What does a Biden win mean for Africa?


Financial news

At 11:25am EST on Saturday, November 7th, the AP(Associated Press) announced that Joe Biden had won Pennsylvania, giving him the electoral votes he needed to win the presidential election.

President-elect Joe Biden has promised to strengthen international climate diplomacy and with a plan to put the United States of America on a path of net-zero carbon emissions “no later than 2050”. Biden won more votes than any other candidate in U.S. history. Final results are still being tabulated, but so far his margin of victory over Trump in the popular vote, currently at time of writing, is estimated over 5 million.

Morning Consult through their exit polls, found that 74% of Biden voters described climate change as “very important” to their vote, while 19% of Trump voters shared the same opinion. Biden has promised to rejoin the Paris climate agreement on his first day in office, hence reversing the withdrawal by President Donald Trump.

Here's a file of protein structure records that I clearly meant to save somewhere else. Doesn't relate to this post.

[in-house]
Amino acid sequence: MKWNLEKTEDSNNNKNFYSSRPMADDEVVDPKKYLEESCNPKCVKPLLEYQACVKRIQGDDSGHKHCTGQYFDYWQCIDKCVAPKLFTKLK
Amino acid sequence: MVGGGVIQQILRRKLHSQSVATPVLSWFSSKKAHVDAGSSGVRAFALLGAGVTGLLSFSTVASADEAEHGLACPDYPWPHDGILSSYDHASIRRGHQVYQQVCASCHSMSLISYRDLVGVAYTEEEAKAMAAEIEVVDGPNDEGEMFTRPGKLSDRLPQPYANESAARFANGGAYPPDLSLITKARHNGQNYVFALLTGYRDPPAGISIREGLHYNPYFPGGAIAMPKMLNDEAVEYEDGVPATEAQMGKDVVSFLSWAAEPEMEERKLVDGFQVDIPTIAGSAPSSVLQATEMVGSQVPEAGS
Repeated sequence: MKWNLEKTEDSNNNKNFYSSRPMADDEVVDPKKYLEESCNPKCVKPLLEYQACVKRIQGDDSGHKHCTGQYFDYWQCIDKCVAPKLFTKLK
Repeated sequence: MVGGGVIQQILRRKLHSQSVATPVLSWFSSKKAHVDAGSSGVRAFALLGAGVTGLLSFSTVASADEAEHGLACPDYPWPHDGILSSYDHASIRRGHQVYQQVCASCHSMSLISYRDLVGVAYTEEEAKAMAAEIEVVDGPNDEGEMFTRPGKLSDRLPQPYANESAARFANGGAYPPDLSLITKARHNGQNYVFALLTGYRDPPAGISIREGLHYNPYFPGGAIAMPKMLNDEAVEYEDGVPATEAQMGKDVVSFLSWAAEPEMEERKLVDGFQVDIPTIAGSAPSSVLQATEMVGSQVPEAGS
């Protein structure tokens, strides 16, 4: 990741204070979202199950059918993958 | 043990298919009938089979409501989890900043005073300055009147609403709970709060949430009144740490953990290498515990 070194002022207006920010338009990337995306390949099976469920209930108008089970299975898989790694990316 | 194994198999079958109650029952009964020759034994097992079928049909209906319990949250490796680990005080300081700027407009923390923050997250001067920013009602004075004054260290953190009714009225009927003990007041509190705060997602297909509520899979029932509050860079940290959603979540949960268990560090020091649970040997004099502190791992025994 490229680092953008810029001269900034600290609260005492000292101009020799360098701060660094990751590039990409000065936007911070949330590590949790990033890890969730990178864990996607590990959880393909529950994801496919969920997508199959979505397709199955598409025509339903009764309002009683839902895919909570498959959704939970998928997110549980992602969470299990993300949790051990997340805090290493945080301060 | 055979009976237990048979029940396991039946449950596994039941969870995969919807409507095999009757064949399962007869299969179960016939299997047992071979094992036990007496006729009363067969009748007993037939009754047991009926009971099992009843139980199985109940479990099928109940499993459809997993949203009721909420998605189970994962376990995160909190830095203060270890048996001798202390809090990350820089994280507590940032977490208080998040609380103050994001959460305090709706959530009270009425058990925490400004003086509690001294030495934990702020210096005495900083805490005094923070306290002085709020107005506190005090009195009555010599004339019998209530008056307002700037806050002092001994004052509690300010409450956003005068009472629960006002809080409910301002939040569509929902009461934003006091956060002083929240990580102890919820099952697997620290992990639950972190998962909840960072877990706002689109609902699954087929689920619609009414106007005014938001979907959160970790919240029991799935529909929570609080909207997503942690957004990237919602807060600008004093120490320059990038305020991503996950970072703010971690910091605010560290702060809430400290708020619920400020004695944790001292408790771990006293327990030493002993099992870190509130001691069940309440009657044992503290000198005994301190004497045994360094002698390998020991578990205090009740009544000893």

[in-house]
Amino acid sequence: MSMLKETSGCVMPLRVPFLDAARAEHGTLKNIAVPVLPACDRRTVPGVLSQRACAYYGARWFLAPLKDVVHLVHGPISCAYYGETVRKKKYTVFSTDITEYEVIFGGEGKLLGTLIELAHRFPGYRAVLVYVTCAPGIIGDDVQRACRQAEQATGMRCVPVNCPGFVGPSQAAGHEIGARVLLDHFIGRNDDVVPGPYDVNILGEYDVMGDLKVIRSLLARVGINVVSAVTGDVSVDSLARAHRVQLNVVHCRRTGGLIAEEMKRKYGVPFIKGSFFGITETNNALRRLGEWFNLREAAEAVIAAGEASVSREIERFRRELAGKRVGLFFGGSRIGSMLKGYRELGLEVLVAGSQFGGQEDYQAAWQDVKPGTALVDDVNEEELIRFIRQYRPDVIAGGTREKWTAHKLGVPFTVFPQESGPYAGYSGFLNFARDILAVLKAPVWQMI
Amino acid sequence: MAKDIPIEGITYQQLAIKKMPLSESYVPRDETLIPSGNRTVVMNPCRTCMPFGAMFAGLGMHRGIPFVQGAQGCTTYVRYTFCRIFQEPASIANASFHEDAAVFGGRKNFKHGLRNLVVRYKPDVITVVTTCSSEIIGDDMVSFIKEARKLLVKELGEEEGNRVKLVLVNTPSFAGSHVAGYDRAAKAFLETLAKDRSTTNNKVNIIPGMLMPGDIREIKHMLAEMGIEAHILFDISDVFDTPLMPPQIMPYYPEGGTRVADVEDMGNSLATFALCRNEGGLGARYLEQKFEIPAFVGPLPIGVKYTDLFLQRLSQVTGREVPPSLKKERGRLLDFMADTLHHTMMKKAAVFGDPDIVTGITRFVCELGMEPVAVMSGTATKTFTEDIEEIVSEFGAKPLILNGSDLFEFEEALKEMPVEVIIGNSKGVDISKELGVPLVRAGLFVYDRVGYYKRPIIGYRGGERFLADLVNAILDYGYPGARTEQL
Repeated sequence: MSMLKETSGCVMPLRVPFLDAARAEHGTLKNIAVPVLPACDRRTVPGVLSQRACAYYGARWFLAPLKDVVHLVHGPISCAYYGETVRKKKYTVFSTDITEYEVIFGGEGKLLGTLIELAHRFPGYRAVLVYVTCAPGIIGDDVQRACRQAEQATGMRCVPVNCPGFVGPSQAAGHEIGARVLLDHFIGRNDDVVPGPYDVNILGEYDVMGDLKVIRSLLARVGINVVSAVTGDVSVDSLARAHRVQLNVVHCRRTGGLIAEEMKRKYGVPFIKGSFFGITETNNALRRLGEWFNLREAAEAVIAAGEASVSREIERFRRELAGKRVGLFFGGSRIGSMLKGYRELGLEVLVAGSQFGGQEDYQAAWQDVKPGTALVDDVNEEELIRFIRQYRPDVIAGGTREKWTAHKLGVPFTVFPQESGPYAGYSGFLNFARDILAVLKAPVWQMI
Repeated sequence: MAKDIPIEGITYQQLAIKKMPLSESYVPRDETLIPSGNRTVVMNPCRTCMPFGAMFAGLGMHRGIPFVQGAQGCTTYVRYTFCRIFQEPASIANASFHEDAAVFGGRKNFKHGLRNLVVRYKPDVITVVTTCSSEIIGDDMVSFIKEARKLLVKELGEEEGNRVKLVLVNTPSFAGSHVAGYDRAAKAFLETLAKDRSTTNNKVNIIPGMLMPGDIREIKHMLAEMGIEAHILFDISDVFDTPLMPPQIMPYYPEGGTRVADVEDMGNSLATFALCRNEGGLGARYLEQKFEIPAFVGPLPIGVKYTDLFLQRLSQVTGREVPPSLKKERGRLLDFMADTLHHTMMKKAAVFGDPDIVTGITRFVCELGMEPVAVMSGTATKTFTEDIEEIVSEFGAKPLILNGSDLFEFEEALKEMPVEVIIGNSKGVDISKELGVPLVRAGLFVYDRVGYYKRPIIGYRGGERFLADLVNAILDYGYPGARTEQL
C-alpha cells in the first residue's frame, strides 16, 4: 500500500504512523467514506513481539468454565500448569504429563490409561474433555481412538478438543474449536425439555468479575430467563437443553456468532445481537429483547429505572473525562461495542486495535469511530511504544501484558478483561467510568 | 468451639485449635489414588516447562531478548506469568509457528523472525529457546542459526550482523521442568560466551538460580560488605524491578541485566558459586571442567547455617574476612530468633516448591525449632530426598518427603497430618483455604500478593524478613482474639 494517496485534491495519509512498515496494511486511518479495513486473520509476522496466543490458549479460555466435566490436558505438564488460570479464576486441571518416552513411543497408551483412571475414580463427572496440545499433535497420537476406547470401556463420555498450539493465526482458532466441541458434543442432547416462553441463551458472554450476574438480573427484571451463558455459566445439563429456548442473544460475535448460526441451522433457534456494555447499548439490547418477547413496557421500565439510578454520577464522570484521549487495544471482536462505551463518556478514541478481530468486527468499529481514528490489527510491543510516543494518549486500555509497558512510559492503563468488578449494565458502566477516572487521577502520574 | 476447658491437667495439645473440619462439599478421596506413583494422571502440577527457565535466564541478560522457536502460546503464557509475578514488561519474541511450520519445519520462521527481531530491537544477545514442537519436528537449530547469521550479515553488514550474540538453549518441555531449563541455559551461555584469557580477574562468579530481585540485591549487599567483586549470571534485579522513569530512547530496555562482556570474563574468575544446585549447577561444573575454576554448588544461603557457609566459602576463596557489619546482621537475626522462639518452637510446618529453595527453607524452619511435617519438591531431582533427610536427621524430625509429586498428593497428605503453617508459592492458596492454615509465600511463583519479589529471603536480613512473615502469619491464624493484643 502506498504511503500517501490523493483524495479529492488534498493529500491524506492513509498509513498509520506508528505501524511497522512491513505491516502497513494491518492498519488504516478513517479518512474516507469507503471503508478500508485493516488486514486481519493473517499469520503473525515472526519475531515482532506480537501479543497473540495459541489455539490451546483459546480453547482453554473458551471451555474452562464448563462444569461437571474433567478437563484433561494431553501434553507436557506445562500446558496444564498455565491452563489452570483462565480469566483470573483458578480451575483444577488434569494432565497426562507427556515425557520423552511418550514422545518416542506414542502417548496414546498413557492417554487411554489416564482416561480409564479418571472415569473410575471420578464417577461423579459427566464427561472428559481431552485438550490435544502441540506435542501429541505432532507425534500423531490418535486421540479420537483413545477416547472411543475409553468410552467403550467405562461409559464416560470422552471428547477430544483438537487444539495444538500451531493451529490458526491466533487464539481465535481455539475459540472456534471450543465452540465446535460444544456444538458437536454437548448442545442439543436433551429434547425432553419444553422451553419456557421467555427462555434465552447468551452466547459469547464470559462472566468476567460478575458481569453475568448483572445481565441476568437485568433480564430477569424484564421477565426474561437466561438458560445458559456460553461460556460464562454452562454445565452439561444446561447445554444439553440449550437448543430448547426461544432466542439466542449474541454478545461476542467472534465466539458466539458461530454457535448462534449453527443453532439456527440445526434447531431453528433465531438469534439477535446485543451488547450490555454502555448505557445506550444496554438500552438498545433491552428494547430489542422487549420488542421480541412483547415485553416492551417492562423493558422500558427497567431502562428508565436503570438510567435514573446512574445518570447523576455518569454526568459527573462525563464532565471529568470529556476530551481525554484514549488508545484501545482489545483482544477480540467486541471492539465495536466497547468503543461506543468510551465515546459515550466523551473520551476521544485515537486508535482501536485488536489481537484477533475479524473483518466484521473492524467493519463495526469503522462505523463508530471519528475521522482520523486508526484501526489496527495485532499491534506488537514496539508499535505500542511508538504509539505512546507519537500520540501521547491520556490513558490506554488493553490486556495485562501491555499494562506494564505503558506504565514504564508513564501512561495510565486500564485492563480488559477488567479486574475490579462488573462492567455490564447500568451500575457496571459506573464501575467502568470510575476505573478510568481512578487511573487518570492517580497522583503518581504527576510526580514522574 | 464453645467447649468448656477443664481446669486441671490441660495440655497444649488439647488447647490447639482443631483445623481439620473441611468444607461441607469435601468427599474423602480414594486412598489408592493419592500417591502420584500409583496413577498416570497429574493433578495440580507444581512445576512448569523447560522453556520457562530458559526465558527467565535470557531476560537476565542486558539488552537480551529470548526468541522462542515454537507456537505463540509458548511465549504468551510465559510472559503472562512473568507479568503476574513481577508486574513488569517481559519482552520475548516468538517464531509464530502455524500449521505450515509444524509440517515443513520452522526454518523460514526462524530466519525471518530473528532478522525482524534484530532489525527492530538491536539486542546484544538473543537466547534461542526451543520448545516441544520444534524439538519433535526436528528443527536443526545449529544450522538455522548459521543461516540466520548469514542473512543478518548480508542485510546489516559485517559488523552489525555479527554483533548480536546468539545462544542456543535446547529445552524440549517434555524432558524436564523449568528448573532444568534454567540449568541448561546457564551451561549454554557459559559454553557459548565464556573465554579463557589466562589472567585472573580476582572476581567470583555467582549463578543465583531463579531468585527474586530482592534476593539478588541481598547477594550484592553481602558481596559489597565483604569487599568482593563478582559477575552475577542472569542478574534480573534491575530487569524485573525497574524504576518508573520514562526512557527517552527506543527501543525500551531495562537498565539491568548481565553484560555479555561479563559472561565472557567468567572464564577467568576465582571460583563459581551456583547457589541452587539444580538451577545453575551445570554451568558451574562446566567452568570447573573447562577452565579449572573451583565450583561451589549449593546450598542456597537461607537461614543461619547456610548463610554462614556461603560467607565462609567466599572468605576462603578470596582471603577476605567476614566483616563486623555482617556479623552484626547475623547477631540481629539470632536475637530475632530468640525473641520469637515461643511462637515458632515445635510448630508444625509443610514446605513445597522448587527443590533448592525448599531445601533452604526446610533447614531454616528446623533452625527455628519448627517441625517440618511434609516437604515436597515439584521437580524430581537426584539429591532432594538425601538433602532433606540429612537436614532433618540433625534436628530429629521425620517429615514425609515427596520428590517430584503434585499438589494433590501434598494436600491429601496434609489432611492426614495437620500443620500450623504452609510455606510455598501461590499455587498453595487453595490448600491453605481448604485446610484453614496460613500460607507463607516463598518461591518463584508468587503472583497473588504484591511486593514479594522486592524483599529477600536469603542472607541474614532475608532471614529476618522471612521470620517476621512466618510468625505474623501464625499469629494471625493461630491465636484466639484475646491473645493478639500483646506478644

Leaders across Africa have congratulated Joe Biden for his election win, with many expressing hope that his presidency will boost ties between countries on the continent and the United States of America. Trump’s Better Utilization of Investments Leading to Development Act of 2018 (BUILD Act), his 2018 Prosper Africa commercial initiative and his continued support for the African Growth and Opportunity Act (AGOA) first introduced by President Bill Clinton, offer a solid starting point for the Biden administration. The AGOA Act is a popular scheme that provides African manufacturers with tariff-free access to the American market, but however it is set to expire in 2025. It would be expected that President-elect Biden would be more likely to support the extension of the African Growth and Opportunity Act (AGOA) beyond 2025.